3. Sir C. Osborne
asked the Minister of Power why nuclear power stations have been built at a cost of £500 million more than comparable coal-fired power stations would have cost; and what reply he has sent to the representations made [column 821]to him by the Chairman of the National Coal Board on this matter.
I am aware that the Chairman of the National Coal Board has quoted a figure of £500 million as the extra cost of the first nuclear power programme compared with a similar capacity of conventional stations, but this figure does not take into account the considerable savings in running costs once the stations have been built.
Sir C. Osborne
But is not the Minister aware that miners throughout the country feel that they are having a raw deal and have legitimate complaints on this issue? What is the right hon. Gentleman doing to meet the legitimate fears of these men?
I think that the hon. Gentleman is completely right. The miners have a justifiable complaint about the effect of the first nuclear power programme, which was completely irresponsible and was introduced by his own party.
Sir C. Osborne
The right hon. Gentleman is carrying it on.
Does my right hon. Friend realise that this constant dispute between himself on behalf of the Ministry over which he presides and the Chairman of the National Coal Board is causing a lot of confusion, particularly in mining circles? How is it possible to resolve the dispute? He retains the Chairman of the Coal Board in his position and yet, at the same time, he never seems to agree with him.
There are two separate issues. The hon. Member for Louth (Sir C. Osborne) raised the question of the first nuclear power programme, which I personally think was too big, but none the less it is there. There is room for legitimate debate about the nuclear costs of the stations which are to follow. There is no reason why the Chairman of the Coal Board should not express views which he holds very strongly.
Would not the Minister agree that had it not been for the first nuclear power programme we should not be in a position in which we could get nuclear power as cheaply, if not more cheaply, than coal power?[column 822]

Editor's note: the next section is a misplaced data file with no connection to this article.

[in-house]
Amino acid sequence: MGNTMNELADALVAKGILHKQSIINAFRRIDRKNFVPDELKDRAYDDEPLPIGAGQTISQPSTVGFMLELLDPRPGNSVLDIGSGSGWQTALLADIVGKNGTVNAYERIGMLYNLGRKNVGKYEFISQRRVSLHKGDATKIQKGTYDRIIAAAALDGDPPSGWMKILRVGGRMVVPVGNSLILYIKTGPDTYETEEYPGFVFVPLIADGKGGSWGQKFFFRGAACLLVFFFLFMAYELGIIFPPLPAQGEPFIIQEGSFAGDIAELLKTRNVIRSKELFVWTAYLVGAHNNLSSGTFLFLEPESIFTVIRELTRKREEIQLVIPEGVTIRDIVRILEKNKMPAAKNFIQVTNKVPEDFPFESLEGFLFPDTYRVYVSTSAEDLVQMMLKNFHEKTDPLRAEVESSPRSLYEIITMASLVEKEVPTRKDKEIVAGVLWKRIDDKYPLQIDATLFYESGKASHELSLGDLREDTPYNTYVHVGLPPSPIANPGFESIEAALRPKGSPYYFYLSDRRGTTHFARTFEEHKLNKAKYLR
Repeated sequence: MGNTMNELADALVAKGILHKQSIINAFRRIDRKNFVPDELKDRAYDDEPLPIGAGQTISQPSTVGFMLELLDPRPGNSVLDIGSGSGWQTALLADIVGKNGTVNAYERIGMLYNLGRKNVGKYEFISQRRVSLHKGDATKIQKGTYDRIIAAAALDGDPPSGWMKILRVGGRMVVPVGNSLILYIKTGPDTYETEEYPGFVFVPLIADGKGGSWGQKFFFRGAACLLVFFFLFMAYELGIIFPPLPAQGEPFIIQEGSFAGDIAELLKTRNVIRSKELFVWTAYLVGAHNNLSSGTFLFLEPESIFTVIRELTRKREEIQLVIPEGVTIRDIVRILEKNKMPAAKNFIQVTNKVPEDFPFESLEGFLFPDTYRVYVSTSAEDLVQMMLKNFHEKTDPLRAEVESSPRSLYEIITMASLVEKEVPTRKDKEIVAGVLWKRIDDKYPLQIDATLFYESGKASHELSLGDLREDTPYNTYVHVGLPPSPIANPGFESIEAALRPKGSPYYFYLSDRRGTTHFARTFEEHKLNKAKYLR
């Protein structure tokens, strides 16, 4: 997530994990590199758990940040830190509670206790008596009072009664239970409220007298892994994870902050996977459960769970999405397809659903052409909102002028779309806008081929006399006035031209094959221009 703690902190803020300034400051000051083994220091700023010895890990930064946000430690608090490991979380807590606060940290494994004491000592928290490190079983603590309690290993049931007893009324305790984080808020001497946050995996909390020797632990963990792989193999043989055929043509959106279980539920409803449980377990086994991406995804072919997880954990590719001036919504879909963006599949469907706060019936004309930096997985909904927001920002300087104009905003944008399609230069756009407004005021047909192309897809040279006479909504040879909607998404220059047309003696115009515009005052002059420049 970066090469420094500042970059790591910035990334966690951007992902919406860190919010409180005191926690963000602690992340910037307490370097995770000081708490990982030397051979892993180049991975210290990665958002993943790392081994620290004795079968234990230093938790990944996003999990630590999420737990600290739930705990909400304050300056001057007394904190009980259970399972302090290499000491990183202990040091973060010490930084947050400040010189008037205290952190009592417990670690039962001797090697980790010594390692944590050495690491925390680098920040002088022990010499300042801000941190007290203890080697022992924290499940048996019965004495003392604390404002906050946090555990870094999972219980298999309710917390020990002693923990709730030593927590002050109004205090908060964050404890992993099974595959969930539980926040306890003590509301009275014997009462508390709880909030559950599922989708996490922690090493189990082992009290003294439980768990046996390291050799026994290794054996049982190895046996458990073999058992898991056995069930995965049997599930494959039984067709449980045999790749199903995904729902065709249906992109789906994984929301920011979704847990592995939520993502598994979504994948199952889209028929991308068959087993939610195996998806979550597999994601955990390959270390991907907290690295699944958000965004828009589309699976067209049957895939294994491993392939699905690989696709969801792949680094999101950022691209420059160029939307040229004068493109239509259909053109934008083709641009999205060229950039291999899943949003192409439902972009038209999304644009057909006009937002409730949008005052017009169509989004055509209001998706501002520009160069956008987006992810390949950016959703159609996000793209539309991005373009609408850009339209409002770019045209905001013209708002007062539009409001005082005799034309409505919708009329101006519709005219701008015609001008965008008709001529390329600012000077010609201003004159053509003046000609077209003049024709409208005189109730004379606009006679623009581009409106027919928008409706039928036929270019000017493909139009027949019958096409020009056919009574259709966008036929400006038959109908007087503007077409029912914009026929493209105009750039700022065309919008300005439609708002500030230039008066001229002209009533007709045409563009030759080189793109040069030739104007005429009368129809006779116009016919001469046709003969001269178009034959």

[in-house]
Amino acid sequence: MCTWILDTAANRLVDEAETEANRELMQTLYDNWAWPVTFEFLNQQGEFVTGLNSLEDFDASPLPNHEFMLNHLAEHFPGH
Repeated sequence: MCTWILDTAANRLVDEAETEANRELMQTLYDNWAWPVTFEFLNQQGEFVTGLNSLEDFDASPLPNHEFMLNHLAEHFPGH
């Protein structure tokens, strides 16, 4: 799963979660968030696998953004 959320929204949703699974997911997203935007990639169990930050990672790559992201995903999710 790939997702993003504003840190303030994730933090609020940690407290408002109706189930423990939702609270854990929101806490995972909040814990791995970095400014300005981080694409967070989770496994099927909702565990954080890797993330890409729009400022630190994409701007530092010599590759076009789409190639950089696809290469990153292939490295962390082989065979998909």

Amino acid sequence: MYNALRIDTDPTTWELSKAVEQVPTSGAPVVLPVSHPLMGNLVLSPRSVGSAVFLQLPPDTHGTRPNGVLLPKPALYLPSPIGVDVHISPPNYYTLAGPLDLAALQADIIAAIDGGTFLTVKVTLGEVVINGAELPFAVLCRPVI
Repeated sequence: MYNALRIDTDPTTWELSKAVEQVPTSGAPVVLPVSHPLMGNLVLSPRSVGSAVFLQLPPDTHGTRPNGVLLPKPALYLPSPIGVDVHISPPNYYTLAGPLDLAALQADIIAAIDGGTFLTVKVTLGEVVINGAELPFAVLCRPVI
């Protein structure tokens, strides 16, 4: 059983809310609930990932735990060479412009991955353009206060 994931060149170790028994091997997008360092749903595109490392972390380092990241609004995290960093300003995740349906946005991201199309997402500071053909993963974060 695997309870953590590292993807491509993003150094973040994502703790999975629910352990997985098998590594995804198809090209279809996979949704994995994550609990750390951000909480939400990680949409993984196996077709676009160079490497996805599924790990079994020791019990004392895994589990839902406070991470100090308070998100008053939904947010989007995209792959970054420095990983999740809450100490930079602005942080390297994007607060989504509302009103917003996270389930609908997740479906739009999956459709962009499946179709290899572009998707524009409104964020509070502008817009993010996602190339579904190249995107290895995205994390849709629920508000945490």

It is always possible to rationalise these things after the event. [Interruption.] The hon. Gentleman should contain himself, otherwise he will burst something. I cannot believe that anybody would today say that that programme was not too big.
Mr. Edwin Wainwright
In so far as the first phasing of nuclear power proved very expensive, and since building five nuclear power stations of the a.g.r. type might be expensive, has my right hon. Friend considered building three instead of five stations so that we can obtain sufficient knowhow on nuclear power?
There is a great deal of discussion going on into the question of the load forecast in order to work out exactly how many stations we should build and when. But I do not think that there can be any argument that, with the future nuclear power stations, the costs of generation will be low compared with other fuels.
5. Sir G. Nabarro
asked the Minister of Power what estimate he has now made for output of coal in 1967; what effect delayed put closures recently announced by the Government will have on total 1967 output; and what further decline in coal output he has planned for 1968.
Total coal output in the first 43 weeks of this year was 139 million tons, 3 million less than last year; I expect this declining trend to continue for the rest of the year and in 1968. The additional output in 1967 at the pits whose closure is deferred may be about 400,000 tons.
Sir G. Nabarro
When the mineworkers marched on Westminster yesterday and at the conclusion of their deliberations, did the Minister observe that
“Mr. Will Paynter, secretary of the National Union of Mineworkers, warned the Government that there was ‘a breaking point in the tolerance and loyalty of everybody’.” ?
I quote from The Times this morning. When does the Minister propose to publish his much-vaunted, long-awaited and very dilatorily handled fuel policy?
There is a Question on the Order Paper which will give the answer which the hon. Member requires.
Pit Closures[column 823]
6. Mr. Biffen
asked the Minister of Power the estimated additional coal output arising from the recently announced curtailment of pit closures; the estimated loss arising from this decision; and for how long these closures have been postponed.
The amount of additional output and the costs arising from the deferment of the 16 colliery closures will depend upon their eventual dates of closure. These will be decided by the National Coal Board following discussions with the chairmen of regional planning councils.